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Wednesday, June 5, 2013

Shit is real, got me feeling ISRAELIAN

On June 3, 2013 the United States Supreme Court reversed the decision of a Maryland Court tossing out a man's conviction for rape, where the primary piece of evidence linking him to the rape was gained incident to an arrest unrelated to the rape.  In doing so, the Supreme Court opened the door to police taking DNA samples from an arrestee.  Non-lawyers everywhere are going nuts about how crazy this is.  I'm here to tell you how crazy it isn't.

I'll start by saying the majority (the five justices whose decision is now law) fucked up.  There is no question that their reasoning is flawed based on other elements of Maryland's statutory scheme (which I won't explore here.  Just know that the court says the purpose of the DNA sample is to help ID people, yet the statute presupposes you already know who the person is since there's information that must be included with the DNA sample when it is taken).  Justice Scalia in his dissent argues that taking a DNA swab is an unreasonable search because the swab is taken for the purpose of investigating another act of which there is no other evidence.  Under the law there must be some idiom of suspicion before a search can be granted, and even then a warrant is more than likely necessary.  But searches incident to arrest do not require a warrant; the suspect is already in custody and assumes the arrest had valid probable cause.  Once at the station the police can ask you to strip, go through your pockets and purse and even ask you to provide a urine or breath sample (assuming you're arrested under suspicion of driving under the influence of drugs/alcohol).  The type of search has to be rationally related to the reason for the arrest; asking someone arrested for battery to get naked, squat and cough is not a search rationally related to the crime of beating someone's ass.  Collecting a sample of the battery suspect's DNA however might be rationally related to the crime of beating someone's ass--that DNA may end up being a valuable piece of evidence should other identification become a problem.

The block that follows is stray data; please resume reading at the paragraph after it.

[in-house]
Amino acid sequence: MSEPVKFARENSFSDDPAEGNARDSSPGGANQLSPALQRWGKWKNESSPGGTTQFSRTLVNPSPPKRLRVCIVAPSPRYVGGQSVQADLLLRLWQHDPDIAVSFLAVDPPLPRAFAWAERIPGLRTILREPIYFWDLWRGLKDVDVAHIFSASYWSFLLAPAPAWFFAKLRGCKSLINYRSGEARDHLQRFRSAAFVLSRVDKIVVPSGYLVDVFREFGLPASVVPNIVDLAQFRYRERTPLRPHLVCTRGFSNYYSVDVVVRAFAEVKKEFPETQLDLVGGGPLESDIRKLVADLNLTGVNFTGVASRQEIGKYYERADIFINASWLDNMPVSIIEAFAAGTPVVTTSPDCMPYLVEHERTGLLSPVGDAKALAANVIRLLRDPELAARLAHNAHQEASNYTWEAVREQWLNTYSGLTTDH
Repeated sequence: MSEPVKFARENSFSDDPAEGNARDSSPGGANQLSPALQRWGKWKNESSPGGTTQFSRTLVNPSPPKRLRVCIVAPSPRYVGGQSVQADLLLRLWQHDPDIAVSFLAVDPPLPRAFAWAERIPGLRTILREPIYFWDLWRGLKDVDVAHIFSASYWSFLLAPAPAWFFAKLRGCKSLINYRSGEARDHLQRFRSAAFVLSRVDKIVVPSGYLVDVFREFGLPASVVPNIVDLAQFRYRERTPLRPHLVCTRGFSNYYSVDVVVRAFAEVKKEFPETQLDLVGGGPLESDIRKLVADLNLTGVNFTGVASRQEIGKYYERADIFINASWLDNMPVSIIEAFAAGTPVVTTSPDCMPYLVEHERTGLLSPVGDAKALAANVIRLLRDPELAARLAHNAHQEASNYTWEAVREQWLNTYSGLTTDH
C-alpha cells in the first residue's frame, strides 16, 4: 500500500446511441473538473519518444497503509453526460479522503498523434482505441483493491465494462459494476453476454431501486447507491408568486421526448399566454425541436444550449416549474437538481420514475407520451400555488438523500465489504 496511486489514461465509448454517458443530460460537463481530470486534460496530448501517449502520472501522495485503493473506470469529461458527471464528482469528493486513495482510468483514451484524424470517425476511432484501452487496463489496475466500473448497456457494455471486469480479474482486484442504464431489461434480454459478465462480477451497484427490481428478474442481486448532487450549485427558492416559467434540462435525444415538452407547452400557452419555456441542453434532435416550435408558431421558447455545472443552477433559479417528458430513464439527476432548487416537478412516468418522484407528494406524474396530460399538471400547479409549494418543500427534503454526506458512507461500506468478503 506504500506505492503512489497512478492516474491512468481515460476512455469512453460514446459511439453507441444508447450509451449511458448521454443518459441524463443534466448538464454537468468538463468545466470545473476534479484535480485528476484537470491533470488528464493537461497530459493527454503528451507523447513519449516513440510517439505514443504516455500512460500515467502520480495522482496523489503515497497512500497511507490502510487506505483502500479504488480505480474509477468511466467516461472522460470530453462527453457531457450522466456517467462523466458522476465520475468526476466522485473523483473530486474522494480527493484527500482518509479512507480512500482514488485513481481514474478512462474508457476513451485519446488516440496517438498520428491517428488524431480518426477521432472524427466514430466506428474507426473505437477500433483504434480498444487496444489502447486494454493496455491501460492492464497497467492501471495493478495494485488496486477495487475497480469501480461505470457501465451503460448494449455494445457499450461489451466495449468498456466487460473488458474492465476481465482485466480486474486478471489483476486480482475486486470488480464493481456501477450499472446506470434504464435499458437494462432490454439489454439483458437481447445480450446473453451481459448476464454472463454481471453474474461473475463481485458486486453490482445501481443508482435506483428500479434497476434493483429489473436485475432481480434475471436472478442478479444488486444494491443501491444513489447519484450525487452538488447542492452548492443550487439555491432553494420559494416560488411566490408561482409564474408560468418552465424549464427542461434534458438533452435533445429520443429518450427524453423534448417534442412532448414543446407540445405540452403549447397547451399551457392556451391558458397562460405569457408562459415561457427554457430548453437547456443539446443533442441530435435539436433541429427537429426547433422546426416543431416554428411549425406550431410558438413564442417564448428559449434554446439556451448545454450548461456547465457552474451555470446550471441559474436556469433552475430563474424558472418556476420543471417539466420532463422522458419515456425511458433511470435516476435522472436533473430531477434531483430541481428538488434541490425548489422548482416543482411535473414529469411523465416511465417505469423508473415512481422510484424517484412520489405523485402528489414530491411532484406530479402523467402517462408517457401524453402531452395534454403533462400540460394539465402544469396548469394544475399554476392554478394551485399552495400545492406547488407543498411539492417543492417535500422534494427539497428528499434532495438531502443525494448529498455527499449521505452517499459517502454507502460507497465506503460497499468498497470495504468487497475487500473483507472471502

What is glossed over throughout the opinion however is that building a database of criminal information is not problematic.  Building a database of violent offenders post conviction is not an issue; the FBI already does it.  When someone is arrested, it is completely constitutional to take their picture, capture fingerprints, note scars, tattoos or other markings...and add them into a database.  Each fingerprint (and information tied to the prints) are given a unique identifier called an IR number.  The majority opinion suggests that DNA evidence gathered subsequent to arrest is like these other methods (fingerprinting, photographs, etc)...but never argues that the point of doing so was to perform a completely valid reason of building a database of information on criminals.  The majority specifically avoids suggesting replacing fingerprints with DNA, but doing so would have made its decision more valid.

This is where collection of DNA is not crazy.  The state's interest in the cases of people like James Holmes, Adam Lanza and Nidal Malik Hasan is such that it vastly outweighs their privacy rights.  These people allegedly pulled assault rifles out on defenseless people and allegedly pulled the trigger allegedly killing many. I'm pretty sure having a database of nut jobs like these is constitutional.  No not people who may be mentally ill or have a history of mental illness, but a database of people who are charged with crimes against people (aka "violent crimes" although all violent crimes aren't always violent, like for instance burglary).  Collecting DNA in these cases is certainly related to the crime for which they are arrested--it could very well be evidence in that case.  Collecting a DNA sample for a DUI or other crimes against the state or property...not so much.

Everyone should calm down with regard to the police collection of DNA evidence (the FBI and NSA's project to build a face recognition database should be much more problematic).  The collection is certainly a search, but it has to be rationally related to the crime committed.  Better yet--just don't break the law and you should be fine.

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